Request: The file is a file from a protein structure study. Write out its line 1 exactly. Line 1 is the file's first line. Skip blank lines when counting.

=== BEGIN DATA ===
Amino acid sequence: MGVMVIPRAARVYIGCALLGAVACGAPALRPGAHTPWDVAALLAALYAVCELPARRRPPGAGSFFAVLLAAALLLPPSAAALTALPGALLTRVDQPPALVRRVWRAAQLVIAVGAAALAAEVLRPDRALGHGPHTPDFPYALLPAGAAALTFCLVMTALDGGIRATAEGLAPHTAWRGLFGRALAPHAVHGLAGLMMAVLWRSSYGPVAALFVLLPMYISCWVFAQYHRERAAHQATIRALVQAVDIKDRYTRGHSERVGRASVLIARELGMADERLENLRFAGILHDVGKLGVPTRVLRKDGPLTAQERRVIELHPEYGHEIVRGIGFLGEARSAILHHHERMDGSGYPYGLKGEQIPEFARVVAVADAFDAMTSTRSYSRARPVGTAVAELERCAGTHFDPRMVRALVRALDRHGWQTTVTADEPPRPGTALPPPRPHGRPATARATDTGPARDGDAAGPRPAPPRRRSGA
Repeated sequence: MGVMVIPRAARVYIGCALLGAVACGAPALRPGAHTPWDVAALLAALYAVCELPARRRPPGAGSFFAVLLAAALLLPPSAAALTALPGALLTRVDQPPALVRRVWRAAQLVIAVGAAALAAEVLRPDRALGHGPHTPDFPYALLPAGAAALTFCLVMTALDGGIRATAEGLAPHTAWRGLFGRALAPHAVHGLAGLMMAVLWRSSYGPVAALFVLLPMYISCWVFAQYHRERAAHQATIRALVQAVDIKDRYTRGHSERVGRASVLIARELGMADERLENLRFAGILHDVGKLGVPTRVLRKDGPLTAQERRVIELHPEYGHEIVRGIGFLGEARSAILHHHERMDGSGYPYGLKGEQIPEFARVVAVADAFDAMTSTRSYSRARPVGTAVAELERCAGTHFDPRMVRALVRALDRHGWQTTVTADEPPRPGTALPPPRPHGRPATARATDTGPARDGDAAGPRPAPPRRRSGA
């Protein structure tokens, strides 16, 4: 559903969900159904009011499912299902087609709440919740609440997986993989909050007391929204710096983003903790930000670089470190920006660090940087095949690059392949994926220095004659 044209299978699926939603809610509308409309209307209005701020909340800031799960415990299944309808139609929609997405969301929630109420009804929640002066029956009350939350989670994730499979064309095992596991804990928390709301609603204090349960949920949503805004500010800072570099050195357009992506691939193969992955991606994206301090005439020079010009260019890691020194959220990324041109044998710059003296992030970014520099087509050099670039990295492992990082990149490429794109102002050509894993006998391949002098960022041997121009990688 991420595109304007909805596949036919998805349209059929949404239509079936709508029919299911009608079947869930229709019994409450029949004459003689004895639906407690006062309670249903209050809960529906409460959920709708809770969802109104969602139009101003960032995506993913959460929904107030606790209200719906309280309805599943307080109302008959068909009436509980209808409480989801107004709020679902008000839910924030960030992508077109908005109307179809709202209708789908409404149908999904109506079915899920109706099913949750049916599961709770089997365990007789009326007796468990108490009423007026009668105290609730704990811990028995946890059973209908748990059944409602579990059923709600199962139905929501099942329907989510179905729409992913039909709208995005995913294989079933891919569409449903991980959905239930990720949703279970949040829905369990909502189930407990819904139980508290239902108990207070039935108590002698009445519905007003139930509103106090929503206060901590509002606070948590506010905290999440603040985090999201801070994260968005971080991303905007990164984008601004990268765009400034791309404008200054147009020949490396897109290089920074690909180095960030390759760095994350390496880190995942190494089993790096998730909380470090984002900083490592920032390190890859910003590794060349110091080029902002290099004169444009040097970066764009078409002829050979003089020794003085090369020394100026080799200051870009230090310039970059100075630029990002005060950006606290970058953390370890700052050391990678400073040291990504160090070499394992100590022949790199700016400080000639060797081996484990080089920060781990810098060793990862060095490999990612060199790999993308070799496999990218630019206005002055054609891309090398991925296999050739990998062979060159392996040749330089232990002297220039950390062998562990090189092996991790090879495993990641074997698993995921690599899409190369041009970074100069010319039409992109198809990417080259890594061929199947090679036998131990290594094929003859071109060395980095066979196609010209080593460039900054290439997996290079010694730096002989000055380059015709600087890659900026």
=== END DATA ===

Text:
Amino acid sequence: MGVMVIPRAARVYIGCALLGAVACGAPALRPGAHTPWDVAALLAALYAVCELPARRRPPGAGSFFAVLLAAALLLPPSAAALTALPGALLTRVDQPPALVRRVWRAAQLVIAVGAAALAAEVLRPDRALGHGPHTPDFPYALLPAGAAALTFCLVMTALDGGIRATAEGLAPHTAWRGLFGRALAPHAVHGLAGLMMAVLWRSSYGPVAALFVLLPMYISCWVFAQYHRERAAHQATIRALVQAVDIKDRYTRGHSERVGRASVLIARELGMADERLENLRFAGILHDVGKLGVPTRVLRKDGPLTAQERRVIELHPEYGHEIVRGIGFLGEARSAILHHHERMDGSGYPYGLKGEQIPEFARVVAVADAFDAMTSTRSYSRARPVGTAVAELERCAGTHFDPRMVRALVRALDRHGWQTTVTADEPPRPGTALPPPRPHGRPATARATDTGPARDGDAAGPRPAPPRRRSGA